The U.S. Treasury said it sold $570.1 million in General Motors Co. stock in September, as it looks to complete its exit from the Detroit automaker in the coming six months.
The Treasury says it has now recouped $36 billion of its $49.5 billion bailout of the Detroit automaker. The government began selling off its remaining 101.3 million shares in GM on Sept. 26, as part of its third written trading plan. The government didn’t disclose precisely how many shares it sold in the final days of the month, but at recent trading levels could exit as early as January.
The taxpayers’ ownership stake in the Detroit-based automaker, once 60.8 percent, is now down to about 7 percent, the Treasury said.
“Treasury will continue to wind down the taxpayers’ investment in GM, a critical part of the administration’s response to the financial crisis that prevented the collapse of the American auto industry and saved more than 1 million American jobs,” said Tim Massad, Treasury Assistant Secretary for Financial Stability, in a statement. “The third trading plan will allow us to continue exiting the investment in accordance with our previously announced timetable while maximizing the taxpayer’s return.”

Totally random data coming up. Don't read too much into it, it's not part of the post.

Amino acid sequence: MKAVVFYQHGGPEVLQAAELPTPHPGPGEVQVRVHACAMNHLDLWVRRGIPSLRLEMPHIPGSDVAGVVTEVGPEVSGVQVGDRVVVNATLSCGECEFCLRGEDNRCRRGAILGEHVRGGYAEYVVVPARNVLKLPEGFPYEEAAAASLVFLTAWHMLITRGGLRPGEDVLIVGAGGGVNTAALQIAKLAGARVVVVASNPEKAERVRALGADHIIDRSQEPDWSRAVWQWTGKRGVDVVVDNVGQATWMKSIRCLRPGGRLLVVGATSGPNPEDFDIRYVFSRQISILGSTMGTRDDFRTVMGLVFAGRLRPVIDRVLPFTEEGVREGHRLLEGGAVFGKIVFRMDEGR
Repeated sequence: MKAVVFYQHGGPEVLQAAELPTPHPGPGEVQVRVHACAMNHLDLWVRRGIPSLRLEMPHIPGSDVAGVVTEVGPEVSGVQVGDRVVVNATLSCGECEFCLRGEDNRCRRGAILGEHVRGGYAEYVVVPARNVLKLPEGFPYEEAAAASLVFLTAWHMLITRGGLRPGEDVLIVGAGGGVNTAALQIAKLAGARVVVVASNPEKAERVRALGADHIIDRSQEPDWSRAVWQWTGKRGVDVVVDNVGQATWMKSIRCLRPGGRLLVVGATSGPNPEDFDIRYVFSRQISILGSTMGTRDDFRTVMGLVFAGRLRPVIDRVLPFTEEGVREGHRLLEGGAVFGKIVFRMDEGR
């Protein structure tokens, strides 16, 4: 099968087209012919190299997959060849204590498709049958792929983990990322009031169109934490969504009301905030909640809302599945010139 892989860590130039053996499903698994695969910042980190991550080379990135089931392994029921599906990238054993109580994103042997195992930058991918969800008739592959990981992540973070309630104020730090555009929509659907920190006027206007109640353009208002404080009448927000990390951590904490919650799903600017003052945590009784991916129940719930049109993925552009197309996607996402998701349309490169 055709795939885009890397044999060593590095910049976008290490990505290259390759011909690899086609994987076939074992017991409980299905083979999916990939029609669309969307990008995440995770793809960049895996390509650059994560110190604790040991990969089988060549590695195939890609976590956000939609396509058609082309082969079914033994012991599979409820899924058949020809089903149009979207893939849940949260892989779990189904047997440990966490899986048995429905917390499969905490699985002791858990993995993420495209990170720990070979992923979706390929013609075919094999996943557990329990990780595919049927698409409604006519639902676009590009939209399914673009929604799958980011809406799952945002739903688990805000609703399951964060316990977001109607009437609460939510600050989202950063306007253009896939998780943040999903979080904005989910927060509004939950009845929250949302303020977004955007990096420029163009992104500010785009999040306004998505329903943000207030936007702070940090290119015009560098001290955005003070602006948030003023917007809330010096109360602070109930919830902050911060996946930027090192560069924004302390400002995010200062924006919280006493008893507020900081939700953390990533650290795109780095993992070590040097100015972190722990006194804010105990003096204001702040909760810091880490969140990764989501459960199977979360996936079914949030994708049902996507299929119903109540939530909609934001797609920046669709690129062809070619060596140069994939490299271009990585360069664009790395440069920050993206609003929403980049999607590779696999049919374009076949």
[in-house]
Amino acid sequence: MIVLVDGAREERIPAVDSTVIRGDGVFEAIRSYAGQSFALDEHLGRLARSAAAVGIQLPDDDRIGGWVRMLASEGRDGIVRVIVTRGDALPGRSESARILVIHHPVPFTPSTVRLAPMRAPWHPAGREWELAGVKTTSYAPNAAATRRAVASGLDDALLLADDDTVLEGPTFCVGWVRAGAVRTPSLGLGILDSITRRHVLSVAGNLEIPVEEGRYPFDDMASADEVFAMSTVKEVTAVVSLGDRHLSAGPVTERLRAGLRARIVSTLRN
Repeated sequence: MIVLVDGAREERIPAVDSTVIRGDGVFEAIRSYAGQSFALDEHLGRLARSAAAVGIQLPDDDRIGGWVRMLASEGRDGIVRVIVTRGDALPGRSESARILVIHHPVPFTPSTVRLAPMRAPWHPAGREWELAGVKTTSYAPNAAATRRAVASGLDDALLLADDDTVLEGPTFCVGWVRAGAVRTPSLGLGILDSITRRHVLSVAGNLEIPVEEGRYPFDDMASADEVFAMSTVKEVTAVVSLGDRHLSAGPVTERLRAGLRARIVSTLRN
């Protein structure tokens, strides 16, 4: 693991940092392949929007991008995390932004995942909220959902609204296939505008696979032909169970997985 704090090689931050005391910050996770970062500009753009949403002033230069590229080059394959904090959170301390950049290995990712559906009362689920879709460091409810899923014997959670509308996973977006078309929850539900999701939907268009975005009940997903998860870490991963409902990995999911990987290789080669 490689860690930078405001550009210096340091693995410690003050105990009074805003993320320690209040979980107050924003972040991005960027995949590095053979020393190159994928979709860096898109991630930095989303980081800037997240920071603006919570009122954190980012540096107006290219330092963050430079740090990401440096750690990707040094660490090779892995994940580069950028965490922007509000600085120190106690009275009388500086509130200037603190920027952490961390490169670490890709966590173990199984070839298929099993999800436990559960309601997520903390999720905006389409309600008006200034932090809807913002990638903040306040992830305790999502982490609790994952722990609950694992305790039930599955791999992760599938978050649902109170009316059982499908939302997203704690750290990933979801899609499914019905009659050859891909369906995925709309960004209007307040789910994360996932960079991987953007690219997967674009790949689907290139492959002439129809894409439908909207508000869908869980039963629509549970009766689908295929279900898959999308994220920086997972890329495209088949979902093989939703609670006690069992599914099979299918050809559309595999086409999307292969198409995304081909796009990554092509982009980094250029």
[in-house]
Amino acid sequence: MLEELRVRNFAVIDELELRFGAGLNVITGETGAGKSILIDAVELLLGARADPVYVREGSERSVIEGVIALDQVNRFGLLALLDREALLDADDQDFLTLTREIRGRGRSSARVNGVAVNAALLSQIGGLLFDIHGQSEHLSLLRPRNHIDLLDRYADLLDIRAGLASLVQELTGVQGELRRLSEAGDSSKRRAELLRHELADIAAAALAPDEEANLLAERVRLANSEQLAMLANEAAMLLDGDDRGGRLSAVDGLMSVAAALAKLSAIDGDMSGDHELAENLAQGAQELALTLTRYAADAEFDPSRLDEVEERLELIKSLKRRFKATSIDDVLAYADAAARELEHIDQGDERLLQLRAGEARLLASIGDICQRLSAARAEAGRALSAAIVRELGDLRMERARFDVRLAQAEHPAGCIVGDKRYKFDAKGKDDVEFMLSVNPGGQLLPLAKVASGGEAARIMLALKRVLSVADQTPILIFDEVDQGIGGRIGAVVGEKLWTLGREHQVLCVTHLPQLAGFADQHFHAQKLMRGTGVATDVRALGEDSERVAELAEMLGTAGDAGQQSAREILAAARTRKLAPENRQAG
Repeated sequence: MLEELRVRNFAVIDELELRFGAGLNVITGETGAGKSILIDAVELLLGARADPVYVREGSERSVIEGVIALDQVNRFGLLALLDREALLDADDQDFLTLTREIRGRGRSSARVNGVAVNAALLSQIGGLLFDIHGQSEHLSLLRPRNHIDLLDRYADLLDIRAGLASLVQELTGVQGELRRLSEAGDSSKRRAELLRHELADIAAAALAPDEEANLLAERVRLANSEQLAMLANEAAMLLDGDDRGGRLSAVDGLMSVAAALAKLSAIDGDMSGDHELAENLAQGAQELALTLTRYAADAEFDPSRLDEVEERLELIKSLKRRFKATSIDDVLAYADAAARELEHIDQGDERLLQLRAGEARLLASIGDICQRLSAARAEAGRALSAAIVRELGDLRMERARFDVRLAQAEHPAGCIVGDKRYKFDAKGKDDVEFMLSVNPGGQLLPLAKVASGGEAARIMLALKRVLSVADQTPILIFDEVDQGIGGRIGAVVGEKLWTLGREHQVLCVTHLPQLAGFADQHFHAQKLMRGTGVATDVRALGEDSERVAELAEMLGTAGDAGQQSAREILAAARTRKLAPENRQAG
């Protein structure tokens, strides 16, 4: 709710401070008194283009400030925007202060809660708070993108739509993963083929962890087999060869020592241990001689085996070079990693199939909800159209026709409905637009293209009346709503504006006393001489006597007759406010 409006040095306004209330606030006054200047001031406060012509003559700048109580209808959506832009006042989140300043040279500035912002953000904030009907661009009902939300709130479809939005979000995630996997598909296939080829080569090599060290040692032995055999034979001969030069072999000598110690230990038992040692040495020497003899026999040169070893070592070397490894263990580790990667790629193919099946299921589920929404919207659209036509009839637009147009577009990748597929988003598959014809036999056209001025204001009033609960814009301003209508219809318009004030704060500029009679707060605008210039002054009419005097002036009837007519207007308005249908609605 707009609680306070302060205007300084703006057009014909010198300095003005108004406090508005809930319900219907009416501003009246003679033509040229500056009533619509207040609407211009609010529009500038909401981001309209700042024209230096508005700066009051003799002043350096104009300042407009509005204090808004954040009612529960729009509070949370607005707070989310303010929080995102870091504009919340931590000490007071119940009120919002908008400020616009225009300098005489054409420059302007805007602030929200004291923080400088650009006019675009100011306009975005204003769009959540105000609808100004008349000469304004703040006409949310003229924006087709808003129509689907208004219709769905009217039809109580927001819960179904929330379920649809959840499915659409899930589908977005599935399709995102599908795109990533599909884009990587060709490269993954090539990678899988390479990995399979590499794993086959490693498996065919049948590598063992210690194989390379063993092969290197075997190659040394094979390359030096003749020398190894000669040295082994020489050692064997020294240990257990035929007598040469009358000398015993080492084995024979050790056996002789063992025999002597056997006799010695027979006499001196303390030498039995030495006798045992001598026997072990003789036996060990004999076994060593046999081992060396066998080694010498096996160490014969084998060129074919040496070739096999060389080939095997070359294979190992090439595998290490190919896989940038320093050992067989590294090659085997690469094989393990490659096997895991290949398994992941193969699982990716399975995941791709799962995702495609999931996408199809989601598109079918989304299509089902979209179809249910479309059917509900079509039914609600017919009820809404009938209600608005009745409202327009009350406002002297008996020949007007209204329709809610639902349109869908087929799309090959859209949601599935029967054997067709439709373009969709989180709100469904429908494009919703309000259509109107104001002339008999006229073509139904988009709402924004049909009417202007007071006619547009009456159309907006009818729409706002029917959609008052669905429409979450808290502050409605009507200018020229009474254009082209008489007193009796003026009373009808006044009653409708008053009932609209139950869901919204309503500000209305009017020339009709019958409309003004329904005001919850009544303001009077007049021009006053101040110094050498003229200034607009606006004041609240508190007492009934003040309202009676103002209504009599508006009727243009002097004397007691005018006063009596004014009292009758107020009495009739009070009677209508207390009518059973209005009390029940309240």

In December, GM repurchased 200 million shares of GM common stock from Treasury. At that time, Treasury also announced it intended to sell its remaining 300 million shares into the market and fully exit its GM investment within the next 12-15 months — no later than March 2014.
The government sold an average of 19 million shares a month in the early part of the year, but since May has sold more than 25 million a month — plus a one-time special sale of 30 million in June, worth more than $1 billion, to coincide with GM’s return to the S&P 500.
U.S. taxpayers acquired 912 million shares of GM in exchange for a $49.5 billion bailout that began in 2008 under President George W. Bush, and mushroomed the following year under his successor, President Barack Obama.
The Treasury estimates taxpayers will have lost $15 billion on their $85 billion auto industry bailout, which also included aid to bankrupt Chrysler. Auburn Hills-based Chrysler has repaid its debt.
Gene Sperling, the White House National Economic Council adviser, said recently the bailout “has turned out far better than anyone could have dreamed of — not only in terms of job creation and the economy and manufacturing, but in terms of those companies and their suppliers being poised to increase and take market share.”
Like the U.S. Treasury, the Canadian and Ontario provincial governments also bought GM stock to help keep the company afloat. The Canadians put up $10 billion toward a bailout, and acquired an 11.7 percent stake in GM. They sold 30 million shares in GM for $1.1 billion in September, and now hold about 110 million shares.